Egyptian President Mohamed Morsi has made his first speech to the upper house of parliament. He called on the opposition to avoid violence and work with him to rebuild the country's economy.
In his first speech to the country's upper house of parliament, Egypt's Islamist president has warned against any unrest that could harm the drive to repair the country's economy. He said the opposition should work with his government and turn to "production, work, seriousnessness" after two years of conflict.
In his hour long televised speech, President Morsi blamed protests and violence over the last month - mainly in response to the controversial new constitution - for causing further damage to an economy already in crisis.
Until recently, the upper house of parliament, called the Shura Council, has had few powers. But under the new constitution it is acting as the law-making body until a new legislating lower house is chosen in national elections expected within the next few months. The Council has an overwhelming Islamist majority, mainly from Morsi's Muslim Brotherhood supporters and the allied, ultraconservative Salafis.
Morsi called on the opposition to drop its refusals to deal with his government. He repeated his invitation for it to join his national dialogue to draw up key legislation to put before parliament, including a law organizing the parliamentary elections.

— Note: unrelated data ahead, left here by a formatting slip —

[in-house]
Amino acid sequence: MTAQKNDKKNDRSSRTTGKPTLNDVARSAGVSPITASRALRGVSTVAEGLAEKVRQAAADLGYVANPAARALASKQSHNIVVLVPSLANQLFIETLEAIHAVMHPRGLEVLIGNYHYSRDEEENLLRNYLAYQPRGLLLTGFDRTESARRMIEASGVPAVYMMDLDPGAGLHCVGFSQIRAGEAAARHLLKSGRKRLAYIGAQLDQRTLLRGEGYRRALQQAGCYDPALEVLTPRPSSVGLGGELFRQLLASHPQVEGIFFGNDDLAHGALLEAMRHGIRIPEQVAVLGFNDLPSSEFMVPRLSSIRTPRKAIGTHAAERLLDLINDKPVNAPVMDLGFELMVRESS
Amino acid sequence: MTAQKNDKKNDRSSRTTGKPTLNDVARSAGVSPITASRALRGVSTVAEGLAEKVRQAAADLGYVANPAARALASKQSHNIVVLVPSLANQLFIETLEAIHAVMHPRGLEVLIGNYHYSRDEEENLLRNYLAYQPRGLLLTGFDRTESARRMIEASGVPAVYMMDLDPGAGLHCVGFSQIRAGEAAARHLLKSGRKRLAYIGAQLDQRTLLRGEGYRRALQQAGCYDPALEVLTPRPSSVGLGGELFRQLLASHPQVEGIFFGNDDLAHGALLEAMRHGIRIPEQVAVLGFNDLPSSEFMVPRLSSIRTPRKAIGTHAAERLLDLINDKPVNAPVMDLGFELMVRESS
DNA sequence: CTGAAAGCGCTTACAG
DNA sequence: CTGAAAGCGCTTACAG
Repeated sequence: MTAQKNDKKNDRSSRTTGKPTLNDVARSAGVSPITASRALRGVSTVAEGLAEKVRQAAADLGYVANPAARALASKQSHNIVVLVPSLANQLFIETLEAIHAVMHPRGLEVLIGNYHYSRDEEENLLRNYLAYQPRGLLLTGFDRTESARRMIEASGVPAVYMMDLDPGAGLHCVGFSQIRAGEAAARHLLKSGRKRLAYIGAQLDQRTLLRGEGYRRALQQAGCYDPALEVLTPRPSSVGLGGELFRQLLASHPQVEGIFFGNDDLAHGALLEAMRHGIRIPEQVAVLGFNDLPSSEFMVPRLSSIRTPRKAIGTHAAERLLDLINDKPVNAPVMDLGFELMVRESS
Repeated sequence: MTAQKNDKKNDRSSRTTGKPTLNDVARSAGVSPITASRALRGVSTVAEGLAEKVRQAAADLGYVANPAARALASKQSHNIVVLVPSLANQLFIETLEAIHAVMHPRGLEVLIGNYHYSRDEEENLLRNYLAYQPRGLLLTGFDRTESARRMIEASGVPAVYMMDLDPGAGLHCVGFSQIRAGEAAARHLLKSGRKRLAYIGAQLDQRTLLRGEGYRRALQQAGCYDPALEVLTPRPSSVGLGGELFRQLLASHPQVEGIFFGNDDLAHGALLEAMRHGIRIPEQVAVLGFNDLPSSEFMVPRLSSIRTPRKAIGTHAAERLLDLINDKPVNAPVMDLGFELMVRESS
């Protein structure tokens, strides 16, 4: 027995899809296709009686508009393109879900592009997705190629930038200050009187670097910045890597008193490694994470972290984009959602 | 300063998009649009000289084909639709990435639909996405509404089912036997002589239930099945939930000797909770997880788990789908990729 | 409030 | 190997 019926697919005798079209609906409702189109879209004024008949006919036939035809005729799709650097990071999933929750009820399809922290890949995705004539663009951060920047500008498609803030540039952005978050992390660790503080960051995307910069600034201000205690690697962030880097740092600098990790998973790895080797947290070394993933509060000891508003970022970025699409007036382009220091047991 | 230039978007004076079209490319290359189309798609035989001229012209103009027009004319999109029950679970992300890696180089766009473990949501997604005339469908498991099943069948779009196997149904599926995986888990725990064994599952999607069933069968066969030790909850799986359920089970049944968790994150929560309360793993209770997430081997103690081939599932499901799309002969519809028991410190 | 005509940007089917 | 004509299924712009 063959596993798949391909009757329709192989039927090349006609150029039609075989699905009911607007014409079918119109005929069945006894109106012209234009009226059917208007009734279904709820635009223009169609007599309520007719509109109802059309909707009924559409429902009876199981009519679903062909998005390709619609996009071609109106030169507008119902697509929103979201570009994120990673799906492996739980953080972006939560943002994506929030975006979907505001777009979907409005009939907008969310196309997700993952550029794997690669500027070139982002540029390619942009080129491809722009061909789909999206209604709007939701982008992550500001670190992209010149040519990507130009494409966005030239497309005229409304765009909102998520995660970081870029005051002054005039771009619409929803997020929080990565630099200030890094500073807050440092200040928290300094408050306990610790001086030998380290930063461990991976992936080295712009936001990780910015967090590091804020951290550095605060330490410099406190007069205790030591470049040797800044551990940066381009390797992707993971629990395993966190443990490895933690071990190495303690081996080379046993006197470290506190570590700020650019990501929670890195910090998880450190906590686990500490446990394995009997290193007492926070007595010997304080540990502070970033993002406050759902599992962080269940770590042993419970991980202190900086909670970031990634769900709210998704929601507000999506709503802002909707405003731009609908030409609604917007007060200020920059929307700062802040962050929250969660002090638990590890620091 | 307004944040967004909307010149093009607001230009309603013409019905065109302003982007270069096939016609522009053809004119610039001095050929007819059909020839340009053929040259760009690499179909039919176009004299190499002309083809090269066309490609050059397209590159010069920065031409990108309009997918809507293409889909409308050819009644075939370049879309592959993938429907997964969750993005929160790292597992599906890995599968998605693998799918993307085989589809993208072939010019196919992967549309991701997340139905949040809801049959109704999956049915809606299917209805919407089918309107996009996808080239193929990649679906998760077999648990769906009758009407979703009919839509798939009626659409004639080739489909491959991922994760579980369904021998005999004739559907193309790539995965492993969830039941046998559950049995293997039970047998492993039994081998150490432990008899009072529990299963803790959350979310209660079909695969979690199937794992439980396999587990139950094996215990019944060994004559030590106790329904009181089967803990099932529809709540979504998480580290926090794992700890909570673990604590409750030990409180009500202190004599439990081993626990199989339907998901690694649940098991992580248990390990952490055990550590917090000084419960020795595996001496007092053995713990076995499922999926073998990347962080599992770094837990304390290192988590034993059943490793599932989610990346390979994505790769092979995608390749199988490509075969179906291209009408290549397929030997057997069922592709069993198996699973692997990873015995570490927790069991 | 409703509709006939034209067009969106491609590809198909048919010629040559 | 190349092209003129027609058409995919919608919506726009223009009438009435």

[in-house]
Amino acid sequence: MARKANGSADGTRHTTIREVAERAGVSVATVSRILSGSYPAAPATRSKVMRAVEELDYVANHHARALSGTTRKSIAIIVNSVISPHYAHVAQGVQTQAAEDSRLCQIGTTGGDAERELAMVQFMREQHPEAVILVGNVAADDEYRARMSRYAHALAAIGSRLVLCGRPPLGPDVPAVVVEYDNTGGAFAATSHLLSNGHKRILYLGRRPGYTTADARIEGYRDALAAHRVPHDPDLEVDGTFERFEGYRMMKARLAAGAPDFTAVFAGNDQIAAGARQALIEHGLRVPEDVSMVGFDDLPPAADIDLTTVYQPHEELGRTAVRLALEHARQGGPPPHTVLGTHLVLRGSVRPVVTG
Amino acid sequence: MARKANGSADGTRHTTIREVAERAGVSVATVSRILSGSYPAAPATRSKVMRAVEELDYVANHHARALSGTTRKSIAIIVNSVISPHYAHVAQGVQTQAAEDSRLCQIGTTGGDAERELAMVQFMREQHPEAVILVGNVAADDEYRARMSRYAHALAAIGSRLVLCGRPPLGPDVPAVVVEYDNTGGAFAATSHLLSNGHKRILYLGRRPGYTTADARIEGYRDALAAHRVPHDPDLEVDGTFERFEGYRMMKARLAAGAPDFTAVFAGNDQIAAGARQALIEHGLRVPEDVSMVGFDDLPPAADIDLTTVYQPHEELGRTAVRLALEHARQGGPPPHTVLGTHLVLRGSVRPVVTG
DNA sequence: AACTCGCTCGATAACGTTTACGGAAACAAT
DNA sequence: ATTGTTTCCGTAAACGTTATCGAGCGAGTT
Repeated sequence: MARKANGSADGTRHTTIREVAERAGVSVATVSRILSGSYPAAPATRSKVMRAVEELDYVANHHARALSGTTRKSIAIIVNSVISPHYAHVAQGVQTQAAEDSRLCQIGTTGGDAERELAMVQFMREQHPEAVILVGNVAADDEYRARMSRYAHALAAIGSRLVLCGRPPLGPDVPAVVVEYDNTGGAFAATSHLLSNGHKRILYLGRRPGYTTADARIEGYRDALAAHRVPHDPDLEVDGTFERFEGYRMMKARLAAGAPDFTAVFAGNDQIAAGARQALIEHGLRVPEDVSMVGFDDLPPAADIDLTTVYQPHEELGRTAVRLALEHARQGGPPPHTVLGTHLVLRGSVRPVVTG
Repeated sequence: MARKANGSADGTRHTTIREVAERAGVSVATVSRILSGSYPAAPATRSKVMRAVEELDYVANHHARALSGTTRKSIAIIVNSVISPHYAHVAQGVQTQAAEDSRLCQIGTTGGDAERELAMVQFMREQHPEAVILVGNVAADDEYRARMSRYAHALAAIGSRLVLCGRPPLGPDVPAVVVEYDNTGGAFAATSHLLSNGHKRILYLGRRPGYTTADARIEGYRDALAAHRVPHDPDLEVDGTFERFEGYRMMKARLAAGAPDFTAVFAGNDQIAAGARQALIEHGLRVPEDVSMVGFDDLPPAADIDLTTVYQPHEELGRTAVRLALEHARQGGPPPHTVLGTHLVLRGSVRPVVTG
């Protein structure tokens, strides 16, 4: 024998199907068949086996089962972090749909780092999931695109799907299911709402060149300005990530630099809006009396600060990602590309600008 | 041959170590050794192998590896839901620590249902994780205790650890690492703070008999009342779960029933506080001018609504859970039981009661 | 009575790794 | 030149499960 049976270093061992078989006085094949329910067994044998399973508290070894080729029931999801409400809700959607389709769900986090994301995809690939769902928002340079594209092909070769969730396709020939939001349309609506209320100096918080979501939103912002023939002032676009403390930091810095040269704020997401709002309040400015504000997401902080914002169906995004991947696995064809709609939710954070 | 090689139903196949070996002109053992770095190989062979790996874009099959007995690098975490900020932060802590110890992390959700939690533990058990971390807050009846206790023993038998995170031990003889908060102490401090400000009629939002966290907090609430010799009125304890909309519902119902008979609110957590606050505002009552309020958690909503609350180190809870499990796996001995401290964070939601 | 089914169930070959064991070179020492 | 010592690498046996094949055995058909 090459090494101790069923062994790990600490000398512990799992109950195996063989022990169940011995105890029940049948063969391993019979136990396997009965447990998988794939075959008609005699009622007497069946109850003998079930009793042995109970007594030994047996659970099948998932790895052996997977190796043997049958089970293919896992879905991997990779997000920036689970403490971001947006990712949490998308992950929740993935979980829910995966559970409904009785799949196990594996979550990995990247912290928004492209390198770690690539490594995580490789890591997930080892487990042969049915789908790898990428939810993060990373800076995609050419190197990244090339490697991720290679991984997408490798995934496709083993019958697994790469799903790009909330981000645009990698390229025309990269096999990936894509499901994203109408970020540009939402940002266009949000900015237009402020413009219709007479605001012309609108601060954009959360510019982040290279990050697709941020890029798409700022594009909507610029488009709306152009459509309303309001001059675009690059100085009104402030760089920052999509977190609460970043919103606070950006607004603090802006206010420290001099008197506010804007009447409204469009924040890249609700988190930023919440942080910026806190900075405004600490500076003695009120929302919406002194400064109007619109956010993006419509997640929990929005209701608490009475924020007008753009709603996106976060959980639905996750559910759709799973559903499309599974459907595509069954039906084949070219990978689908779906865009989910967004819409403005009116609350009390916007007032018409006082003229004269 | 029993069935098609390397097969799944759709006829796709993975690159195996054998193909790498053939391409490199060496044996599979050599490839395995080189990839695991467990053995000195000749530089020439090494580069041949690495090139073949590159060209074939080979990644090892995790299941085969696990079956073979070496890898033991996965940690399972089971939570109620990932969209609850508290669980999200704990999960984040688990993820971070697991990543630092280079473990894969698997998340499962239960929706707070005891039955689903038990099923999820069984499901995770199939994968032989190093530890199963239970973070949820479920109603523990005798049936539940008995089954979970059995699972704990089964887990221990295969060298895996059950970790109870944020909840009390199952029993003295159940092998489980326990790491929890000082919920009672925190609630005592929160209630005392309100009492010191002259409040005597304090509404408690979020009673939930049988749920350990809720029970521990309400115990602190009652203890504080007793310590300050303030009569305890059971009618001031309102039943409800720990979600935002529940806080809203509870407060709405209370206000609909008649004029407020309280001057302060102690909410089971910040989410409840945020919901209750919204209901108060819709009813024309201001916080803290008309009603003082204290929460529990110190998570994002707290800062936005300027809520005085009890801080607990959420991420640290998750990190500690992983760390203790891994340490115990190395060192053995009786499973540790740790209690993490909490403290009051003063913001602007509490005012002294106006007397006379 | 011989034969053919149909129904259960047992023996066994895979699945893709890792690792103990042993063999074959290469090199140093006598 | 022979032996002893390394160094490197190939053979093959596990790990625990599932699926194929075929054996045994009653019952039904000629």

Morsi again promised to reshuffle his cabinet. Two ministers, including one of his Islamist allies, have so far resigned in disagreements over government policy.
All sides must "realize the needs of the moment" and work only through "mature democracy while avoiding violence," he told the 270-member Council. "We condemn and reject all forms of violence by individuals, groups, institutions and even from the nation and its government. This is completely rejected."
Morsi criticised people who were talking down the economy: "Those who talk about bankruptcy, they are the ones who are are bankrupt. Egypt will never be bankrupt and will not kneel, God willing," he said.
Egypt has been facing a financial crisis amid doubts over the government's ability to push through unpopular spending cuts and tax hikes needed to persuade the International Monetary Fund to agree to a $4.8 billion (3.6 billion euro) loan.
Also on Saturday, Finance Minister Mumtaz al-Saeed said that Egypt had received the final instalment out of a total of $2 billion promised by Qatar. He said a further $500 million loan from Turkey would be paid at the end of January.
Morsi also repeated his support for Syrian rebels, saying: "The Syrians' revolution, and we support it, will achieve its goals of freedom and dignity."
jm/jlw (AP, AFP)